RE Mentors for Research Track, Industry Papers, and Re@Next!

Welcome to RE Mentoring!

A resource offered by experienced researchers to authors for helping improve the presentation and quality of their work.

We (Nan and Shaukat) are the RE Mentors for authors of research papers, industry papers, and RE@Next papers. We are fully committed to helping you with your papers!

We (Nan and Shaukat) are the RE Mentors for authors of research papers, industry papers, and RE@Next papers. We are fully committed to helping you with your papers!

You must be wondering why do we qualify to mentor you.

Nan Niu: I am an associate professor at the University of Cincinnati, USA. My research interests focus on requirements engineering, software traceability, and information foraging in software engineering. I have served on numerous organizing and program committees, including serving as General Chair of TEFSE 2013 (International Workshop on Traceability in Emerging Forms of Software Engineering, Collocated with ICSE 2013), and the upcoming ICSR 2019 (International Conference on Software and Systems Reuse). I have published 8 RE full research papers, won the Best Research Paper Award at RE'16, and the Most Influential Paper Award at RE'18. I am on the Editorial Board of the REJ, on the Organizing Committee of 5 RE's, and on the Program Committee of 5 RE's. I want to help people have their papers with cool ideas accepted and to broaden our community. I'd also love the accepted RE papers to have high qualities, high citations, and high impacts.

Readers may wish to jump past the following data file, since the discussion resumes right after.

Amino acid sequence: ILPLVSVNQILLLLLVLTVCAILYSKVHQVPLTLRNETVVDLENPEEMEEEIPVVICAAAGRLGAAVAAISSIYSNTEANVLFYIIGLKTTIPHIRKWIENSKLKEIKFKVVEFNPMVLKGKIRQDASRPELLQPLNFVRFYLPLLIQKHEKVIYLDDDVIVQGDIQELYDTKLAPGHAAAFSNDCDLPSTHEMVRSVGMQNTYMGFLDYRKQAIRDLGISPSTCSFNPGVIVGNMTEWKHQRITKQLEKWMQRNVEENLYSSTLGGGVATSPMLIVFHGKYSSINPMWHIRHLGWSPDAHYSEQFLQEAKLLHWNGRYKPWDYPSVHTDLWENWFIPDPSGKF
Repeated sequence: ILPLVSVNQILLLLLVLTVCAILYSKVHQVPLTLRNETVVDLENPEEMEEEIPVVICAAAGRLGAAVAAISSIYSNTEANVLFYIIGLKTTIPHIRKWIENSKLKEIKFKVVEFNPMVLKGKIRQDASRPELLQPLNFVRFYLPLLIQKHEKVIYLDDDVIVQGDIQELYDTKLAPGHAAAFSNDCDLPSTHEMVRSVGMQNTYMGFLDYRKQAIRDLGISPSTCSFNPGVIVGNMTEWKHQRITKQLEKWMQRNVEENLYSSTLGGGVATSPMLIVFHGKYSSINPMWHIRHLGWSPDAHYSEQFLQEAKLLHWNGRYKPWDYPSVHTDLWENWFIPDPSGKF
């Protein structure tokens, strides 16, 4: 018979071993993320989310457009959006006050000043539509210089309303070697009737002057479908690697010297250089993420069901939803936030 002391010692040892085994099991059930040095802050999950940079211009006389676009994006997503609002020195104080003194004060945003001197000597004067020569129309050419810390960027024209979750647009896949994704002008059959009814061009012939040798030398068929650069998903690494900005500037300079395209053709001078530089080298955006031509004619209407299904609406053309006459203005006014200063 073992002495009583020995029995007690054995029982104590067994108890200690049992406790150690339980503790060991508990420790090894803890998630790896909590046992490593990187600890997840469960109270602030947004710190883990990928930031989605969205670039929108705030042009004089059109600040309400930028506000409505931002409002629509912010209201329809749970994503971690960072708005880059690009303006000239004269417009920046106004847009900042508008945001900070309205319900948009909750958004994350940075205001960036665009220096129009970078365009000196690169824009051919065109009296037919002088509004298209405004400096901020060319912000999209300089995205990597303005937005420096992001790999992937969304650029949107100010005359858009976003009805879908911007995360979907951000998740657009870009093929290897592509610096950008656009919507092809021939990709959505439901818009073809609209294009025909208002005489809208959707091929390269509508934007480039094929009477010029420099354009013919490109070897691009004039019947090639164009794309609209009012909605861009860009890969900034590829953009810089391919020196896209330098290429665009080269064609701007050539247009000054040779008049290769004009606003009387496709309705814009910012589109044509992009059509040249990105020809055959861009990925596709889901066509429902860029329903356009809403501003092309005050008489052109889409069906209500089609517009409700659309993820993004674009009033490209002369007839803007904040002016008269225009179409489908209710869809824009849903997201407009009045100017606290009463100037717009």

Shaukat Ali: I am a senior scientist at Simula Research Laboratory, Norway. My research focuses on design, development, and testing of Cyber-Physical Systems. I have been on the program committees of several international conferences (e.g., RE, MODELS, ICST, GECCO, SSBSE) and also served as a reviewer for several software engineering journals (e.g., TSE, IST, SOSYM, JSS, TEVC). I have won Best reviewer award at MODELS 2014 and SSBSE 2018, and Best paper awards at SPLC 2017 and MODELS 2013. I have successfully supervised/mentored six Ph.D. students and six others are on-going. I have also mentored three post-doctoral fellows and one research engineer. I love to share my experience with young researchers and mentor them to contribute their great ideas to the RE community!